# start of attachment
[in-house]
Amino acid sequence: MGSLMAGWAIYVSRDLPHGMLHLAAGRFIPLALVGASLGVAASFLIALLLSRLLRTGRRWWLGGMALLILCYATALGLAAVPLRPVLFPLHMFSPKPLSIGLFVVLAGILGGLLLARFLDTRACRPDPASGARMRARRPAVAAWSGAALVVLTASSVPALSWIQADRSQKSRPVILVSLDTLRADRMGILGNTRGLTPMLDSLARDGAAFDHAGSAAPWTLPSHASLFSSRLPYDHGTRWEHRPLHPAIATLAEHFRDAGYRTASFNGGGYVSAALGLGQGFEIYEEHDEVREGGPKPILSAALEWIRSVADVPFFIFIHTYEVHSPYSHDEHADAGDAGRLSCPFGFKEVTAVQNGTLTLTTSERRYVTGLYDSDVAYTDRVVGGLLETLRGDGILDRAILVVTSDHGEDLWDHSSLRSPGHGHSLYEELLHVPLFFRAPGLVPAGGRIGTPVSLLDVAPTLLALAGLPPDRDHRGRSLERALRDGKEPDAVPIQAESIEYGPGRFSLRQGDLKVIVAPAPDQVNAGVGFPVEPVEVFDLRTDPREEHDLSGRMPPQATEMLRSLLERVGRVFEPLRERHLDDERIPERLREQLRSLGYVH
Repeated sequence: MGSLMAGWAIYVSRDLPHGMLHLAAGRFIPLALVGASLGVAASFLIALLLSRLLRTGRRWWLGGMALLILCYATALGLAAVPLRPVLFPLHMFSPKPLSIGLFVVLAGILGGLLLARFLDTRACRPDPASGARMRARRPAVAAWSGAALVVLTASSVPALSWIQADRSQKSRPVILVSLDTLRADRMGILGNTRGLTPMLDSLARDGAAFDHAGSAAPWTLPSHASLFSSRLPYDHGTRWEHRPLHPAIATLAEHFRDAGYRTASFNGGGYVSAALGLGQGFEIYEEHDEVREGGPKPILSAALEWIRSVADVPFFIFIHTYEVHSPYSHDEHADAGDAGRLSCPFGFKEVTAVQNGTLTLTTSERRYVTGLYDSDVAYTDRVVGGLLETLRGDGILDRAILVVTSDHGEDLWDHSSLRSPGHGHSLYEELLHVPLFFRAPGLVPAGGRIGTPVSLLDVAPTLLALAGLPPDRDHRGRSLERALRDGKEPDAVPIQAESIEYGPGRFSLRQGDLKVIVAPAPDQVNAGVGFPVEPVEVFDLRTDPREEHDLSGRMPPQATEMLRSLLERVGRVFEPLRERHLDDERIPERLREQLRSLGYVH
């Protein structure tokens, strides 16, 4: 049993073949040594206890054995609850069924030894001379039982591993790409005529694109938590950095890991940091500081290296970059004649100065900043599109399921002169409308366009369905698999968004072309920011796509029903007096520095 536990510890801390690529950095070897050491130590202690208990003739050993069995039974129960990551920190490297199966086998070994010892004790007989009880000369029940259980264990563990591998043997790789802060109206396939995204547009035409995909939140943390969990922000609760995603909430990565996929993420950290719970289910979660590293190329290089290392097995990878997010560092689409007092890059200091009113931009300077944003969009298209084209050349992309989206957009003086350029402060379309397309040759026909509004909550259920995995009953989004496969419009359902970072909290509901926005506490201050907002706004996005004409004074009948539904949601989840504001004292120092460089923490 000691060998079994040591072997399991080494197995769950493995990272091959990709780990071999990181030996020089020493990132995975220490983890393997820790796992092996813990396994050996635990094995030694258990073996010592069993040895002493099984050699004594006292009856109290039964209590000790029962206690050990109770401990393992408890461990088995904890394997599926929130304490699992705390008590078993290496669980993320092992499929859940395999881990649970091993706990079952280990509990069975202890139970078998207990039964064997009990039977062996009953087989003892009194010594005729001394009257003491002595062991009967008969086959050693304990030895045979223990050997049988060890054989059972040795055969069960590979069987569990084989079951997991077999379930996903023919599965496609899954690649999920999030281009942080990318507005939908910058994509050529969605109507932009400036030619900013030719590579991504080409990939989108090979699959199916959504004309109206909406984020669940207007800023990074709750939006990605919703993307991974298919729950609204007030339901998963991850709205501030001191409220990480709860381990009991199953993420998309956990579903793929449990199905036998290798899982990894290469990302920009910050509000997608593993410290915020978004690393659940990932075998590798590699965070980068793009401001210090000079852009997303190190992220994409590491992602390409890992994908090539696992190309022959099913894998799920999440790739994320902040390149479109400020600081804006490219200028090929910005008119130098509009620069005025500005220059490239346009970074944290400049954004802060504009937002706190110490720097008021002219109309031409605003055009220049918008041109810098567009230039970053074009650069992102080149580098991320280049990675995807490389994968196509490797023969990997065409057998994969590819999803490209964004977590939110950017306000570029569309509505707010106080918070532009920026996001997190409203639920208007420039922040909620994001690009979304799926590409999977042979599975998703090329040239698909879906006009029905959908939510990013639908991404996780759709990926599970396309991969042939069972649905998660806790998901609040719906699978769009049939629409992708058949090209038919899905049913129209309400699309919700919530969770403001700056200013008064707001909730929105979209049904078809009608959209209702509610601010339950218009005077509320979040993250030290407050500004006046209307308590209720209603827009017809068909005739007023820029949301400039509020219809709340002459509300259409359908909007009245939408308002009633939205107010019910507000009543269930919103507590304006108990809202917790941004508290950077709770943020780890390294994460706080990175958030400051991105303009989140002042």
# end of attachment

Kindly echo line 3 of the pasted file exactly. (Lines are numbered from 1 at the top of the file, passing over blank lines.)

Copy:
Repeated sequence: MGSLMAGWAIYVSRDLPHGMLHLAAGRFIPLALVGASLGVAASFLIALLLSRLLRTGRRWWLGGMALLILCYATALGLAAVPLRPVLFPLHMFSPKPLSIGLFVVLAGILGGLLLARFLDTRACRPDPASGARMRARRPAVAAWSGAALVVLTASSVPALSWIQADRSQKSRPVILVSLDTLRADRMGILGNTRGLTPMLDSLARDGAAFDHAGSAAPWTLPSHASLFSSRLPYDHGTRWEHRPLHPAIATLAEHFRDAGYRTASFNGGGYVSAALGLGQGFEIYEEHDEVREGGPKPILSAALEWIRSVADVPFFIFIHTYEVHSPYSHDEHADAGDAGRLSCPFGFKEVTAVQNGTLTLTTSERRYVTGLYDSDVAYTDRVVGGLLETLRGDGILDRAILVVTSDHGEDLWDHSSLRSPGHGHSLYEELLHVPLFFRAPGLVPAGGRIGTPVSLLDVAPTLLALAGLPPDRDHRGRSLERALRDGKEPDAVPIQAESIEYGPGRFSLRQGDLKVIVAPAPDQVNAGVGFPVEPVEVFDLRTDPREEHDLSGRMPPQATEMLRSLLERVGRVFEPLRERHLDDERIPERLREQLRSLGYVH